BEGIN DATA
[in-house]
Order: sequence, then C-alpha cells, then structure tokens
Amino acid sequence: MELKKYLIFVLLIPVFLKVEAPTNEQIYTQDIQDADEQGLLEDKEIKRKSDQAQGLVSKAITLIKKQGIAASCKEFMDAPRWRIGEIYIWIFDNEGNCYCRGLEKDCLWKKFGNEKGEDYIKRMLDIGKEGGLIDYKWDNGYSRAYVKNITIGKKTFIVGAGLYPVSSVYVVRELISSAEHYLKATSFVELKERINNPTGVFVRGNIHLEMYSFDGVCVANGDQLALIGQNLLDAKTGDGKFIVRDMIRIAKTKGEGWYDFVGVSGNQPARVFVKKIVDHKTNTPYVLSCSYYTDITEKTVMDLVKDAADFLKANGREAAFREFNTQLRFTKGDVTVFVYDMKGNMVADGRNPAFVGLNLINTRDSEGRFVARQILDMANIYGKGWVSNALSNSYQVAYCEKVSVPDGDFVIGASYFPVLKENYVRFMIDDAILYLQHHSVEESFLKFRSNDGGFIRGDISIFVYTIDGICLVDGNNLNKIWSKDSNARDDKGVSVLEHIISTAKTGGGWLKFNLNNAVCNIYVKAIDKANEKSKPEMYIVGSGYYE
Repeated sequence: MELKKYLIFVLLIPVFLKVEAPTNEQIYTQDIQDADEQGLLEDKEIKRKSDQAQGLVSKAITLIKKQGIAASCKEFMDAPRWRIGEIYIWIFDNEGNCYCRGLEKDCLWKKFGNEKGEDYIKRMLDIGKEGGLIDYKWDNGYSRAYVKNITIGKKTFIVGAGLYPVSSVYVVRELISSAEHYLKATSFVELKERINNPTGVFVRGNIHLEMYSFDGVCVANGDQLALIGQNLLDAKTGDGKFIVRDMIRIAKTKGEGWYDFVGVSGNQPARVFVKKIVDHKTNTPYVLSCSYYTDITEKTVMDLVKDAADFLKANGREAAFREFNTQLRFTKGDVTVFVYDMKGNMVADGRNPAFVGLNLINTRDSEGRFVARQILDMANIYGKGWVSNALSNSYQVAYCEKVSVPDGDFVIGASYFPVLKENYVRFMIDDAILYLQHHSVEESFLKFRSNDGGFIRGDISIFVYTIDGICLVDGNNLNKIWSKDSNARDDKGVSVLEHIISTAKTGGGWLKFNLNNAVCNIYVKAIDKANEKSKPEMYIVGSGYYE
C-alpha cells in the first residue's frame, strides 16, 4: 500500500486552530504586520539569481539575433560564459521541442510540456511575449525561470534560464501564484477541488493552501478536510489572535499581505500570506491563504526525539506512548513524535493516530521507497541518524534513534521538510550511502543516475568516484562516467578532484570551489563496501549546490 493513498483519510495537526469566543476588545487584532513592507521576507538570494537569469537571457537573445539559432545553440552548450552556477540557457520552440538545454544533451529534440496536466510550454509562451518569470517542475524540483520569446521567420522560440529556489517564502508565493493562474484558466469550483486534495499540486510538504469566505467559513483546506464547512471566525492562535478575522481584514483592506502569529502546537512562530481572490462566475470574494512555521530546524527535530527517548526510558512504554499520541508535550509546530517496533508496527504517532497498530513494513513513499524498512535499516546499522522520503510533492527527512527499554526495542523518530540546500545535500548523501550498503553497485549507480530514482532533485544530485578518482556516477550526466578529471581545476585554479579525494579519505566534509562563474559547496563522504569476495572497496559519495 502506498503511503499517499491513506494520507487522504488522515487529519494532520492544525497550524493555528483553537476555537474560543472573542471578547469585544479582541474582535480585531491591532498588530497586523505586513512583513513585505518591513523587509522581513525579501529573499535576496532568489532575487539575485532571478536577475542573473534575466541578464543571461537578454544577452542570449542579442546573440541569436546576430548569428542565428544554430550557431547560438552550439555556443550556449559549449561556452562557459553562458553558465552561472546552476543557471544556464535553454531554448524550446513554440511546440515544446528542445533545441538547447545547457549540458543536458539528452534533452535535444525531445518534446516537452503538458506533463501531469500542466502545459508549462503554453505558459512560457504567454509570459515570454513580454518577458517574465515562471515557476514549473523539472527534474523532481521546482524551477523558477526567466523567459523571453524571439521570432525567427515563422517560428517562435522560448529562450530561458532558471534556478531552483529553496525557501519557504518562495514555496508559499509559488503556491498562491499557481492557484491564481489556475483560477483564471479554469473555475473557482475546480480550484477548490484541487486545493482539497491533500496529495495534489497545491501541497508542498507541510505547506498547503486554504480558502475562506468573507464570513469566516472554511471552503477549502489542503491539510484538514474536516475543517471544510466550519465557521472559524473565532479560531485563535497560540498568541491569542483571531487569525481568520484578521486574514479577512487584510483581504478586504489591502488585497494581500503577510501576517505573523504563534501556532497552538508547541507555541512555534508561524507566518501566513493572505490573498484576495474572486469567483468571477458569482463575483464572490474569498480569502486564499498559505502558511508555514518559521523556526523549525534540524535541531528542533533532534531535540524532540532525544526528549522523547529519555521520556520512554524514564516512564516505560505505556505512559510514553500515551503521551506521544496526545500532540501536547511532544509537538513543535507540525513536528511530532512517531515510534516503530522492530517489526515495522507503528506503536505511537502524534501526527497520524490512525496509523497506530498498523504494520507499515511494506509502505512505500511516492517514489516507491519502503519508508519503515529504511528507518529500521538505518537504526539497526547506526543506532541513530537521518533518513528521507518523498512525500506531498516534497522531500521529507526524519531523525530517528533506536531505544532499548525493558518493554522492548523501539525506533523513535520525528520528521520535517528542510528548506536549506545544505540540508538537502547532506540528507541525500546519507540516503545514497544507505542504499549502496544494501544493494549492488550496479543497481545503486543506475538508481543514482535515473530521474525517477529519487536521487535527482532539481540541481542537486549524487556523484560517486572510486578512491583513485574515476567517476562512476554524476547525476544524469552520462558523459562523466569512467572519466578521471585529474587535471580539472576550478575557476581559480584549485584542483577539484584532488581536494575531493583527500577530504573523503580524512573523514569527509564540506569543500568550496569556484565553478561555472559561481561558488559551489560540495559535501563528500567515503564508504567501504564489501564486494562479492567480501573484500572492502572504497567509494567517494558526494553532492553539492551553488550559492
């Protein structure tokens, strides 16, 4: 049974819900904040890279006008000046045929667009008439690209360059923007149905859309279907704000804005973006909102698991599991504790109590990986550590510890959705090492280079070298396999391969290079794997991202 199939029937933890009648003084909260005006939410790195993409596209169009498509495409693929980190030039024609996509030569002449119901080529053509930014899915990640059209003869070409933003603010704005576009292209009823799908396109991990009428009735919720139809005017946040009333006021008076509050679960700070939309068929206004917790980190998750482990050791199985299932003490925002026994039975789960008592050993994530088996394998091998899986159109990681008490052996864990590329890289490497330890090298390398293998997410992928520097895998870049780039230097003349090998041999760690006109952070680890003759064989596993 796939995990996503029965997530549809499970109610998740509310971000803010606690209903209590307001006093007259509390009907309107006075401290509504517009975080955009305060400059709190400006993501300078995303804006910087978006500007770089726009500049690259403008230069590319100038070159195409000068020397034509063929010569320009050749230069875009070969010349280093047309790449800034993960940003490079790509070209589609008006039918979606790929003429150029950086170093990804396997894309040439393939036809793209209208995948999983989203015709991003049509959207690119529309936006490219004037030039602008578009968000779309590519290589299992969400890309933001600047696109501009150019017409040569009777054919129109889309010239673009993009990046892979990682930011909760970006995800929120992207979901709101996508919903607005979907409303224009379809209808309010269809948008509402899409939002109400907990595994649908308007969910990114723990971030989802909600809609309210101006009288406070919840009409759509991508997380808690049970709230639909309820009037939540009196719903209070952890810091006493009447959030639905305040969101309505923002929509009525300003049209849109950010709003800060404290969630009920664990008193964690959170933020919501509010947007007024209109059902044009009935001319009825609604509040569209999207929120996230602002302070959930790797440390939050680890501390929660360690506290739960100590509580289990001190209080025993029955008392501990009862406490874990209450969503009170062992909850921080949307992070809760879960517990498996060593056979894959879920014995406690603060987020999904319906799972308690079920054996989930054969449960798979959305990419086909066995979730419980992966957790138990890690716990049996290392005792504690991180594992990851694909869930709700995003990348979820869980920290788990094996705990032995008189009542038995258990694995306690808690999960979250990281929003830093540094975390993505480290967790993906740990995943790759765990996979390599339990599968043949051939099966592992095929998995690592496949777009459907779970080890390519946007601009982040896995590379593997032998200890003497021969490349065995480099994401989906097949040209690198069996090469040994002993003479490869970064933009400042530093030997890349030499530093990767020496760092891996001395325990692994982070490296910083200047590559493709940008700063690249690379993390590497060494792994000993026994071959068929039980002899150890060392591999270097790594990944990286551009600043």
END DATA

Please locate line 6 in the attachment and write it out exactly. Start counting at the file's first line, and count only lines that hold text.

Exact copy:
């Protein structure tokens, strides 16, 4: 049974819900904040890279006008000046045929667009008439690209360059923007149905859309279907704000804005973006909102698991599991504790109590990986550590510890959705090492280079070298396999391969290079794997991202 199939029937933890009648003084909260005006939410790195993409596209169009498509495409693929980190030039024609996509030569002449119901080529053509930014899915990640059209003869070409933003603010704005576009292209009823799908396109991990009428009735919720139809005017946040009333006021008076509050679960700070939309068929206004917790980190998750482990050791199985299932003490925002026994039975789960008592050993994530088996394998091998899986159109990681008490052996864990590329890289490497330890090298390398293998997410992928520097895998870049780039230097003349090998041999760690006109952070680890003759064989596993 796939995990996503029965997530549809499970109610998740509310971000803010606690209903209590307001006093007259509390009907309107006075401290509504517009975080955009305060400059709190400006993501300078995303804006910087978006500007770089726009500049690259403008230069590319100038070159195409000068020397034509063929010569320009050749230069875009070969010349280093047309790449800034993960940003490079790509070209589609008006039918979606790929003429150029950086170093990804396997894309040439393939036809793209209208995948999983989203015709991003049509959207690119529309936006490219004037030039602008578009968000779309590519290589299992969400890309933001600047696109501009150019017409040569009777054919129109889309010239673009993009990046892979990682930011909760970006995800929120992207979901709101996508919903607005979907409303224009379809209808309010269809948008509402899409939002109400907990595994649908308007969910990114723990971030989802909600809609309210101006009288406070919840009409759509991508997380808690049970709230639909309820009037939540009196719903209070952890810091006493009447959030639905305040969101309505923002929509009525300003049209849109950010709003800060404290969630009920664990008193964690959170933020919501509010947007007024209109059902044009009935001319009825609604509040569209999207929120996230602002302070959930790797440390939050680890501390929660360690506290739960100590509580289990001190209080025993029955008392501990009862406490874990209450969503009170062992909850921080949307992070809760879960517990498996060593056979894959879920014995406690603060987020999904319906799972308690079920054996989930054969449960798979959305990419086909066995979730419980992966957790138990890690716990049996290392005792504690991180594992990851694909869930709700995003990348979820869980920290788990094996705990032995008189009542038995258990694995306690808690999960979250990281929003830093540094975390993505480290967790993906740990995943790759765990996979390599339990599968043949051939099966592992095929998995690592496949777009459907779970080890390519946007601009982040896995590379593997032998200890003497021969490349065995480099994401989906097949040209690198069996090469040994002993003479490869970064933009400042530093030997890349030499530093990767020496760092891996001395325990692994982070490296910083200047590559493709940008700063690249690379993390590497060494792994000993026994071959068929039980002899150890060392591999270097790594990944990286551009600043």